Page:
. . . the Little Big Things
It should come as no surprise that skill often takes most of us a developmental period to establish it. When we already have skills in one area, connected to or not to a new one, skill development can take some just a fraction of the amount of time it takes others to truly master what’s needed. In reality, most skill is more to do with developing sensitivities surrounding feel, sight and sound than almost anything else.
The things I want to say is that it is the very small things that we learn and understand thoroughly before we truly grow into our craftsmanship. It is an intent, most of the time, and then too it is an accidental learning at others. Mostly we learn by our wanting to know and understand. Understand. . . stand under!
Stand under what?
Stand under knowledge through experiential learning.
Something we learn by earning and paying the price for it in our bodies and minds. Earning by doing.
Owning knowledge is something we gain from many sources, but skill is gained in the attainment of both knowledge and manual dexterity if indeed the skilled output is based on manual dexterity of one kind or another. The ability to work and think three-dimensionally usually comprises the development of skill. This skill may at first seem to be the largeness of an ability. By that I mean some people can build a house from scratch from the concrete footers to the last roof slate. Such capacity to design and build a building for instance is indeed a massive ability, but this massive ability comprises the zillion minute segments of micro skills based on our sensitivity to each and every skill we develop.
To cut a housing dado is a single task, but to cut a housing dado and fit the two components comprises several steps that are indeed many different skills. The skill of holding a knife differs to actually using the knife as does then using the knife in relation to creating a knifewall with a straightedge, square and so on. Factor in then the use of a saw and you magnify the dependency on skill and change the size of saw, tooth size and tooth pattern and different complexities affect the work in hand. To cut a housing dado may be a relatively simple task but it does require the development of a range of micro-skills and sensitivities that must ultimately be developed. As we enter the filed of woodworking many such skills owned by masters for centuries my be hidden to us whereas in times past a man said to a boy, “Don’t press, use the weight of the saw and the weight of the hand only!” With that came a hundred more such prompts and skills were passed down from one man to a boy until the boy owned the skills.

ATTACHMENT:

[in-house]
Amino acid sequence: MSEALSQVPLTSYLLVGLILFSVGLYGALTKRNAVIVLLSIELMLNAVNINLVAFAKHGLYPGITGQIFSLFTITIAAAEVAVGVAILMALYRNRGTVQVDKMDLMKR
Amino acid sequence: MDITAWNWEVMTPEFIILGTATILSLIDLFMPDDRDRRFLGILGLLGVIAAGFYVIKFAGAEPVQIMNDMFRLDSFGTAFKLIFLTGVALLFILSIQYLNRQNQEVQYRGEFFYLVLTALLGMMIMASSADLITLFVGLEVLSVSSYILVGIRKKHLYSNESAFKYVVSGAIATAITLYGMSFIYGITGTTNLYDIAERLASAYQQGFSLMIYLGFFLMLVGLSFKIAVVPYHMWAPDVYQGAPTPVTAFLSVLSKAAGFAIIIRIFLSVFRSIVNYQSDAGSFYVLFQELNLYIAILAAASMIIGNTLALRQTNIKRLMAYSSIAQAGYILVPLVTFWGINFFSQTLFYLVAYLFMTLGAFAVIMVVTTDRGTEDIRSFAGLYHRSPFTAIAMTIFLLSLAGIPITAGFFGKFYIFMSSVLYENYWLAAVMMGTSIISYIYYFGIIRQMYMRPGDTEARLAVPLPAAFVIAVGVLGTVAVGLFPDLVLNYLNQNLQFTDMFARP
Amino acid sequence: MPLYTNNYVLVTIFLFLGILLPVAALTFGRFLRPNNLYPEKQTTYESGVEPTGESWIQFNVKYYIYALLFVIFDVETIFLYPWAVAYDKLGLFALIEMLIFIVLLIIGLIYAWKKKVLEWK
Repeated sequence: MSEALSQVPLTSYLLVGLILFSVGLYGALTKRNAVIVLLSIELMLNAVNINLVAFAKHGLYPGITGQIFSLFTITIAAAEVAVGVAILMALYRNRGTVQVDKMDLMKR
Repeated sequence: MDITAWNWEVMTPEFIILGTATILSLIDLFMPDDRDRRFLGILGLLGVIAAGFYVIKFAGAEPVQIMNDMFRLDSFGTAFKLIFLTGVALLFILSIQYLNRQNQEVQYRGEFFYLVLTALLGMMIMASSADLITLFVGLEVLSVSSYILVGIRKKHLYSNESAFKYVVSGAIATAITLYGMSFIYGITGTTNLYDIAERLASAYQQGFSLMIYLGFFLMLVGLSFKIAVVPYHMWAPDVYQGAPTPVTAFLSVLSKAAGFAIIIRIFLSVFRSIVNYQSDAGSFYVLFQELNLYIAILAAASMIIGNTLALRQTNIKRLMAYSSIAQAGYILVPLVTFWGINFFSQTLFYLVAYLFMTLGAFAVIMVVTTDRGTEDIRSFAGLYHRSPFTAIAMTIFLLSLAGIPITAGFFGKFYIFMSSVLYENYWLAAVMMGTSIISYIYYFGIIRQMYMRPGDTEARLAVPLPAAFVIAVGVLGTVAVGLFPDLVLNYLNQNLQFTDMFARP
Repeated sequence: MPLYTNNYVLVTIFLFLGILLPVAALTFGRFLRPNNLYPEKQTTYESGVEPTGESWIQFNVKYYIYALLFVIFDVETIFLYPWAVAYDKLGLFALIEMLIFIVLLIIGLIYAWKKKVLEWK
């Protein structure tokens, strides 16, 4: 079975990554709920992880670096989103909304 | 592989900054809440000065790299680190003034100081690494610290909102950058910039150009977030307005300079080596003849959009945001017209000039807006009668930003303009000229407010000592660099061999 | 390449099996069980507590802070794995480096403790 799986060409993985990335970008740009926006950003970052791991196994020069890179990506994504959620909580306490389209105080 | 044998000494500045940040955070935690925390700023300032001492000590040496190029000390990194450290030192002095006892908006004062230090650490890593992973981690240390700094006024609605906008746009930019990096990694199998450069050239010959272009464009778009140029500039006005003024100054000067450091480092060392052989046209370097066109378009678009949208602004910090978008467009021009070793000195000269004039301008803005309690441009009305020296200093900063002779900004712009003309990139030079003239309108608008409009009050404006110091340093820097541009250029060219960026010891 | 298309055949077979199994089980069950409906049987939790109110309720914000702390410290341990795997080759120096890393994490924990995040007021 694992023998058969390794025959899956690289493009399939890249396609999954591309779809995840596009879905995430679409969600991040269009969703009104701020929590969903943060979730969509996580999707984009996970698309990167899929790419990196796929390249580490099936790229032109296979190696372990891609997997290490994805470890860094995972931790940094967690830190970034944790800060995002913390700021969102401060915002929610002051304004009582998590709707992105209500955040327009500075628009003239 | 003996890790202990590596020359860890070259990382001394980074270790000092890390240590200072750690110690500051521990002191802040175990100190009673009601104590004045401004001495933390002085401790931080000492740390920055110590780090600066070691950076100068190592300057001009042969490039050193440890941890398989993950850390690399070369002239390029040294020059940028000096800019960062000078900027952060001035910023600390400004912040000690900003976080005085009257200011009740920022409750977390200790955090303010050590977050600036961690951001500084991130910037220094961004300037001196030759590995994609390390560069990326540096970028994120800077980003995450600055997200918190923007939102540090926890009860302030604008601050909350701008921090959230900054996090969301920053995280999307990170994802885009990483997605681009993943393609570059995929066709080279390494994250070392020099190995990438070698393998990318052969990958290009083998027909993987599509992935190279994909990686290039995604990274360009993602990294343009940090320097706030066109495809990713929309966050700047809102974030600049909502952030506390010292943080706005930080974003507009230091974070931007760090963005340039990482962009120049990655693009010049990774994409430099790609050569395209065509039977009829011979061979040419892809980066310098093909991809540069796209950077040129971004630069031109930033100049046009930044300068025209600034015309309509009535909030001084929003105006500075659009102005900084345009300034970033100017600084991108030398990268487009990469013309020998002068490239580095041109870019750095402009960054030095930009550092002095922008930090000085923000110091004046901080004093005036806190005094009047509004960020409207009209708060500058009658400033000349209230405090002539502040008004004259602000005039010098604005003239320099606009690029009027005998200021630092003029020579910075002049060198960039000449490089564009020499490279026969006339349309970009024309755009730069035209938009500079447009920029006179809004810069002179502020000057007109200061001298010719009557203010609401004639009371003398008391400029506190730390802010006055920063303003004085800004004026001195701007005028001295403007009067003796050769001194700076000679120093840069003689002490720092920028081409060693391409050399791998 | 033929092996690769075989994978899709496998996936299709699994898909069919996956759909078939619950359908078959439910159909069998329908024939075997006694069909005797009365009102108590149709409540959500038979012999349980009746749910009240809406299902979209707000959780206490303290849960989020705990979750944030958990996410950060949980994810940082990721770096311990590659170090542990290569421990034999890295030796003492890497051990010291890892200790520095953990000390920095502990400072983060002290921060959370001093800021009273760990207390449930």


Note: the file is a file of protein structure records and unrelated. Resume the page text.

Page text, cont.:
With this luxury now long gone, we must begin to understand that skill development will never depend on a mere papered degree or a book alone, it must be earned differently than most qualifications issued today because, well, there is no real qualifying body to do that any more (although many might claim such). What we are talking about must be attained by and through practical hands-on experience. Of course, knowledge is passed on through paper versions and videos, photographs and drawings, but what cannot be passed on that way is the physical sensing of what takes place at the saw tooth tips, the chisel edge and beneath the plane. This is where we must make ourselves aware of the impact the wood has on the tool and then the tool on the wood. different woods respond differently to different applications of the tools and the tools can be applied a dozen different ways to effect the cut. I constantly respond to the tool and the wood through this interaction and sensing. I am learning and adapting constantly and then no two different pieces of wood even in the same species and from the same tree are the same, often. This is what makes my craft so very interesting and stimulating.
So small things big? It should never be ignored that a small dovetail perfected from four saw cuts and some chisel chops doesn’t happen overnight. So many things in life rely on perseverance and especially is this so when we see smaller steps as, well, mere baby steps, kids stuff and such. Far from being inadequately retrograde, these steps lead to big things and whereas I could never admire the mans skill cutting a dovetail with a power router and Leigh dovetail jig, I can admire the man that designed the whole concept, the machine and the jig. And many times have I stood in awe at a man and a woman and then too many, many children who persevered to cut their first dovetail with just a saw, a chisel or two and a chisel hammer. Now this is admirable!